Humanity needs to change before all information is censored. In “College at Risk,” Andrew Delbanco discusses liberal learning and the “whole person” that may not be developed in college due to a lack of income. Liberal learning develops the “whole person” by teaching the basic ethics and morals a person should have. Anne Applebaum presents examples of censorship in her essay, “The Decline of American Press Freedom.” She uses China and Yale to make the point that differing forms of censorship are doing more harm than good. In the formal essay “Making it in America,” Adam Davidson brings up what other people tend to ignore. He discusses the injustice the low income factory workers are receiving, even though productivity has grown. Humanity
In her essay “In defence of the iGeneration,” Renee Wilson argues that today’s technology has benefitted not only the students, but also the generation as a whole. The advancement in technology allows for change, innovation and creativity that result in one of the best generations yet. Although Wilson generalizes today’s iGeneration, she succeeds in providing a compelling argument. Much of her argument is supported by scientific evidence and personal experiences that demonstrate the ability of the iGeneration to accept change and provide self-actualization.
In the essay, “The Beat Up Generation”, by Abby Ellin (2014), within several discussions she explores and discusses the division and differences among generations that differ by age group starting with the baby boomers to the GenXers leading up to the generation today, the millennials. She uses factual evidence, examples, studies, and stereotypes to show how millennials are highly criticized by the older generations although they are better to adapt and needed in the changing world. The purpose of the essay is to point out these differences and criticism amongst the generations, how predecessor generations misunderstand the millennial generation. The intended audience refers to any individual that falls into the each generation.
Henry Bienen, president emeritus of Northwestern University disagrees with the premise that too many kids go to college. To support his opinion, he says that we should not use the anecdotal records of those select few like Bill Gates and Steve Jobs, no matter how compelling, to generalize about the population as a whole. He professes that the argument about too many people going to college was made in the 70’s and was wrong then, and it is still wrong. He asserts that we now have lots more information and studies to support why it is wrong. An important point that Mr. Bienen makes is that the “. . . more years of school, post-secondary, [one has] are positively correlated with earnings over one’s lifetime, and also correlated with lower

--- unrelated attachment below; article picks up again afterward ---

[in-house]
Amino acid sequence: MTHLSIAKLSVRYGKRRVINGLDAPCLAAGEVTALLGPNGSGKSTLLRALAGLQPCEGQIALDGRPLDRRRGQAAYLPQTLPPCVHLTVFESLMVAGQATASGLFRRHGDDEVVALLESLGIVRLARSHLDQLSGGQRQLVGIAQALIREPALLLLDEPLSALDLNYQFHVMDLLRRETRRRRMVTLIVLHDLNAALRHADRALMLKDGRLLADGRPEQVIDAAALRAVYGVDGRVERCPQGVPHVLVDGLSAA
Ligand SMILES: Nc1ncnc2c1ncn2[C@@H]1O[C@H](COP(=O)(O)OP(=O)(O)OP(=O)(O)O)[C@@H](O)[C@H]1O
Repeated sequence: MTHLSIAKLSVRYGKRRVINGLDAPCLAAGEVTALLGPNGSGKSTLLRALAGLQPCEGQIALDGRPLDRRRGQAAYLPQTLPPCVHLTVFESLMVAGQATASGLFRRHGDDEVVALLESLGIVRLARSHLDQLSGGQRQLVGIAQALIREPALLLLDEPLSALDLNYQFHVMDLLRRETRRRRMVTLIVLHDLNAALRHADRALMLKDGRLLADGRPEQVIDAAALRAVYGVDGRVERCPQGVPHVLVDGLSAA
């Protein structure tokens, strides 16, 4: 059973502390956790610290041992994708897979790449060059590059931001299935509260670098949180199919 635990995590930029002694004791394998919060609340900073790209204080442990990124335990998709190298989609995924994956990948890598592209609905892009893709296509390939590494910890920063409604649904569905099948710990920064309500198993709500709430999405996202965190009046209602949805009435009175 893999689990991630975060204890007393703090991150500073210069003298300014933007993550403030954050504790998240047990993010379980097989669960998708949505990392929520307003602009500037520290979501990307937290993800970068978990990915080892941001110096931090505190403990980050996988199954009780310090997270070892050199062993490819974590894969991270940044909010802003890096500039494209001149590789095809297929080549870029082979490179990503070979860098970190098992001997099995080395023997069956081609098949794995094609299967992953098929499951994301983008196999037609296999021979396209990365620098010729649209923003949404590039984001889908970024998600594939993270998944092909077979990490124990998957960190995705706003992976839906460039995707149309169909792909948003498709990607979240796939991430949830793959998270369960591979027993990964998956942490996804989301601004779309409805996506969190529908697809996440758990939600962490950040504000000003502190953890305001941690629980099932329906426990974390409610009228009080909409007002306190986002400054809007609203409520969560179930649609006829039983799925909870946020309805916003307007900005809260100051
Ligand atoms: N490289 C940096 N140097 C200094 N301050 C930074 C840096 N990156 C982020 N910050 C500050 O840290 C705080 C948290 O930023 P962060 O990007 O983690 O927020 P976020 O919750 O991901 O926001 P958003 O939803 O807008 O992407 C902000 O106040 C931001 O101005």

According to Anya Kamenetz in the article “Generation Debt,” young people of today are struggling with high debt due to high educational finances and this is preventing them to move on as responsible adults. College tuitions are too high to pay that young people fall into applying for student loans, and have significant credit card debt with high balances. Most students are using their credit cards to pay for their college expenses and student loans; even their paychecks are being used to pay for college. I agree that many young people held back in becoming a full adult which they are doing everything they can just to continue their education. Even if it means to continue living at home with parents just to make ends meets and not being able to step in the “fully adulthood.” In other words they, are prolonging their adulthood just to be able to go to college and be able to fully
Majority of people now a days live to tell their rags to riches story of how they’ve acquired if not all a great deal of what they own due to their individual hard work. Once a young adult is enrolled in college they consume a massive amount of responsibility and gain their own sense of independence if they didn’t already have a strong sense of the concept. “Students today aren’t lazy”, Dunn said. “But if you look at what tuition is now and what the minimum wage is now, it’s not possible given that they’re up against” (President John Dunn of Western Michigan University). This is the exact point that author Svati Kirsten Narula is making when she makes use of an effective level of rhetoric’s in order to convince readers that the task of putting
"By making college unaffordable and student loans unbearable, we risk deterring our best and brightest from pursuing higher education and securing a good paying job" (Pocan, 2016). High school seniors advance into college with little income and no knowledge of managing large expenses. Although college incurs significant debt, it has positive lifelong benefits such as a better job, higher salary with benefits, and obtaining an opportunity for a fuller life.